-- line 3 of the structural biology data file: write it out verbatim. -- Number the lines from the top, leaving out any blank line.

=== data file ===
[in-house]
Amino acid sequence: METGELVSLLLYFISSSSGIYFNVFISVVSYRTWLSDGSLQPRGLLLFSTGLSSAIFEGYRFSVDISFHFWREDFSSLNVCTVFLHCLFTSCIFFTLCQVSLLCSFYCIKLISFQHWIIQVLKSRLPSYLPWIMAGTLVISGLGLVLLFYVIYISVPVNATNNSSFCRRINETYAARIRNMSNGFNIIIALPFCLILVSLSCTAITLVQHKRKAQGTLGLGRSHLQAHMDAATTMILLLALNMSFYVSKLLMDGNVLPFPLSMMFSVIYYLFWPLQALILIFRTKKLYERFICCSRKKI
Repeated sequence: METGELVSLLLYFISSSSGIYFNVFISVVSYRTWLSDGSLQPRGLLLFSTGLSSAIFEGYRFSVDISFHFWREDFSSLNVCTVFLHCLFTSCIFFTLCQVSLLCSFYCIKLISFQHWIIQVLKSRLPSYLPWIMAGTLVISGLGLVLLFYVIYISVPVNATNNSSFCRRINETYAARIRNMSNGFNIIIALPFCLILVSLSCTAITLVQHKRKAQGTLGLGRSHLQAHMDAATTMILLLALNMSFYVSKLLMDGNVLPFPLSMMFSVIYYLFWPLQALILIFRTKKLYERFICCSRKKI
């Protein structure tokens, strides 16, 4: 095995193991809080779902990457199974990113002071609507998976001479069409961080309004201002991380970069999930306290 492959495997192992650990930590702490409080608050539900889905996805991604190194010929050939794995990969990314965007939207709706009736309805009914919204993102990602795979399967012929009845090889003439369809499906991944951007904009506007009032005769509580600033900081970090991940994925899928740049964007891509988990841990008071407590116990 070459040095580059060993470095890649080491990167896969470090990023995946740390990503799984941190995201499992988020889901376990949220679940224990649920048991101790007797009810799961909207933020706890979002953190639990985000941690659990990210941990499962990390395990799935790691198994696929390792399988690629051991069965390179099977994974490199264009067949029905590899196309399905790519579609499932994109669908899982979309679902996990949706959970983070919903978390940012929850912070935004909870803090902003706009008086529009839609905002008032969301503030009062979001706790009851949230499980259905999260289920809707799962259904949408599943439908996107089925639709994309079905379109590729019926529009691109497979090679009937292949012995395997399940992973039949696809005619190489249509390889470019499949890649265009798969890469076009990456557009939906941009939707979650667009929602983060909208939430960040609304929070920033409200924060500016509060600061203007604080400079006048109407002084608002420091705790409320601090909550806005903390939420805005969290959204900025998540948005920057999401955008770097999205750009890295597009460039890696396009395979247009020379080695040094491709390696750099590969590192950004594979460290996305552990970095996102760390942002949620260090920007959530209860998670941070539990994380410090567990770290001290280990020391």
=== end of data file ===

Repeated sequence: METGELVSLLLYFISSSSGIYFNVFISVVSYRTWLSDGSLQPRGLLLFSTGLSSAIFEGYRFSVDISFHFWREDFSSLNVCTVFLHCLFTSCIFFTLCQVSLLCSFYCIKLISFQHWIIQVLKSRLPSYLPWIMAGTLVISGLGLVLLFYVIYISVPVNATNNSSFCRRINETYAARIRNMSNGFNIIIALPFCLILVSLSCTAITLVQHKRKAQGTLGLGRSHLQAHMDAATTMILLLALNMSFYVSKLLMDGNVLPFPLSMMFSVIYYLFWPLQALILIFRTKKLYERFICCSRKKI